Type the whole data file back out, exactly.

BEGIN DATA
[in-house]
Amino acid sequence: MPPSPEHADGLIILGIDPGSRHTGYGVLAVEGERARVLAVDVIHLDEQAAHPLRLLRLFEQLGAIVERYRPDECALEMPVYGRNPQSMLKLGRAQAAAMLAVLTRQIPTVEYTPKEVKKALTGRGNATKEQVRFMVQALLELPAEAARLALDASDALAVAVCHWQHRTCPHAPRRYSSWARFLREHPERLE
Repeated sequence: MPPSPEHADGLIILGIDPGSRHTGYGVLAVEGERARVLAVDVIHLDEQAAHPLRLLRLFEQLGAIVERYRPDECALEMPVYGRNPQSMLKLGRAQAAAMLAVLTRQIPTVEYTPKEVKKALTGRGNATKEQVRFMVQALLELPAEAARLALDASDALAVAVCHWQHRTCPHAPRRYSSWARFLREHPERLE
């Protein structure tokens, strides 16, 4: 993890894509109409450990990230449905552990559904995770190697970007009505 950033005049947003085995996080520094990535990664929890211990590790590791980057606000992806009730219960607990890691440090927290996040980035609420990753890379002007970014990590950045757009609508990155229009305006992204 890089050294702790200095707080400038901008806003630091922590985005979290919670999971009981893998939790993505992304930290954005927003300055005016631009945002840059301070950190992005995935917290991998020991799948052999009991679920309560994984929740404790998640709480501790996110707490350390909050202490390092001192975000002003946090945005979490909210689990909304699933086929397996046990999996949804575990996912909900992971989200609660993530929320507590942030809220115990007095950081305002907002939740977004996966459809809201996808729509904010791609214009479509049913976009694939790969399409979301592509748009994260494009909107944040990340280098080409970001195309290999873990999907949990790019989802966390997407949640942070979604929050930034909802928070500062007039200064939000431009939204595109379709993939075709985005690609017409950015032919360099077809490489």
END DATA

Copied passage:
[in-house]
Amino acid sequence: MPPSPEHADGLIILGIDPGSRHTGYGVLAVEGERARVLAVDVIHLDEQAAHPLRLLRLFEQLGAIVERYRPDECALEMPVYGRNPQSMLKLGRAQAAAMLAVLTRQIPTVEYTPKEVKKALTGRGNATKEQVRFMVQALLELPAEAARLALDASDALAVAVCHWQHRTCPHAPRRYSSWARFLREHPERLE
Repeated sequence: MPPSPEHADGLIILGIDPGSRHTGYGVLAVEGERARVLAVDVIHLDEQAAHPLRLLRLFEQLGAIVERYRPDECALEMPVYGRNPQSMLKLGRAQAAAMLAVLTRQIPTVEYTPKEVKKALTGRGNATKEQVRFMVQALLELPAEAARLALDASDALAVAVCHWQHRTCPHAPRRYSSWARFLREHPERLE
């Protein structure tokens, strides 16, 4: 993890894509109409450990990230449905552990559904995770190697970007009505 950033005049947003085995996080520094990535990664929890211990590790590791980057606000992806009730219960607990890691440090927290996040980035609420990753890379002007970014990590950045757009609508990155229009305006992204 890089050294702790200095707080400038901008806003630091922590985005979290919670999971009981893998939790993505992304930290954005927003300055005016631009945002840059301070950190992005995935917290991998020991799948052999009991679920309560994984929740404790998640709480501790996110707490350390909050202490390092001192975000002003946090945005979490909210689990909304699933086929397996046990999996949804575990996912909900992971989200609660993530929320507590942030809220115990007095950081305002907002939740977004996966459809809201996808729509904010791609214009479509049913976009694939790969399409979301592509748009994260494009909107944040990340280098080409970001195309290999873990999907949990790019989802966390997407949640942070979604929050930034909802928070500062007039200064939000431009939204595109379709993939075709985005690609017409950015032919360099077809490489």